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SC Vikings are purple from an early age

Posted: August 7, 2013 9:52 p.m.
Updated: August 7, 2013 9:52 p.m.

The Santa Clarita Vikings, the valley's newest youth program, are the areas only Pop Warner football team.

 

The Santa Clarita Vikings dared to be different.

As the newest youth football program in town, the Vikings are also the only one to compete within the Pop Warner organization.

The five other programs in this valley either compete in the Gold Coast Youth Football League or the Pacific Youth Football League.

For the Vikings, the advantage to competing in Pop Warner is it allows them to accept participants from anywhere in town.

On top of that, Pop Warner holds competitions that reach across the country, which is unlike other local leagues.

“We have something a little different to offer to the community, so we’re in a good position and we’re growing pretty fast,” said Vikings vice president and co-founder Rett Hicks.

Entering just its second year of existence, the Vikings already have around 200 kids spread out among eight teams.

That number is up from about 150 last year when the program sprung up as a re-branding of the former Castaic Cougars, according to the program’s website.

Many of the old administrators and members of the Cougars shifted to the Vikings with a new vision in mind.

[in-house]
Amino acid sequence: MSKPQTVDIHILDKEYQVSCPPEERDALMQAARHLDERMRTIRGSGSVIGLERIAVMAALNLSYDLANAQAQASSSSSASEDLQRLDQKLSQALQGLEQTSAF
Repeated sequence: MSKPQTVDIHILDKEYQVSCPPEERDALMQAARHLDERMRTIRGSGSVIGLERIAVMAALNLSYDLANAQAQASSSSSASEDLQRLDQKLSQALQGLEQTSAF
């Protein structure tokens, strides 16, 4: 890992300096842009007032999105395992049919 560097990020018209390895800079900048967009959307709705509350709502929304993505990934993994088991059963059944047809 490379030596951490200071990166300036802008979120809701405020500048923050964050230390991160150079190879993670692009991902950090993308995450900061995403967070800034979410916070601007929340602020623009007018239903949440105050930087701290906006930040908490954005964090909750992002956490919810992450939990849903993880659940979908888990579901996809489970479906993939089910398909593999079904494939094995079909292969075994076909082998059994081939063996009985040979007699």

“Where a lot of teams are just looking to have fun and not take it as seriously, a lot of people want to take football really seriously and train year-round. Not because their parents want them to but because they are driven,” Hicks said. “And what Santa Clarita Vikings does is it gives those kids a chance to train year-round.”

The Vikings offer teams in six different age groups ranging from 5-14 years old, with 15-year-olds eligible if they meet weight requirements.

What separates the Vikings from other youth football options in the SCV is the potential to earn their way to the Pop Warner Super Bowl games, which take place in December.

The Super Bowls, held at the Division I and Division II level in each age group, have been held at Lake Buena Vista, Fla., every year since 1997. The games are featured on ESPN and ESPN2.

To get to the Super Bowls, teams will first have to make it through Los Angeles County and regional playoffs first.

Creators of the Vikings program are hoping that, along with quality coaching, keeps kids attracted.

In addition, the program’s intrinsic connection to Valencia High School — with the sharing of colors, logos and playing fields — keeps potential Valencia High School players close to home.

“You grow up wearing a color, you get attached to that color,” Hicks said. “That was the whole thought process. If you’ve been wearing a Valencia (High) uniform since you were 6 years old, you’re going to stay with that high school.”

Though the program wasn’t originally created with the sole intention of keeping kids in the high school’s area at home, that’s become a by-product of SC Vikings.

Considering around 80 percent of the kids in the Vikings’ program live in the Valencia High area, according to Hicks, keeping those players in Valencia Viking purple is a major benefit.

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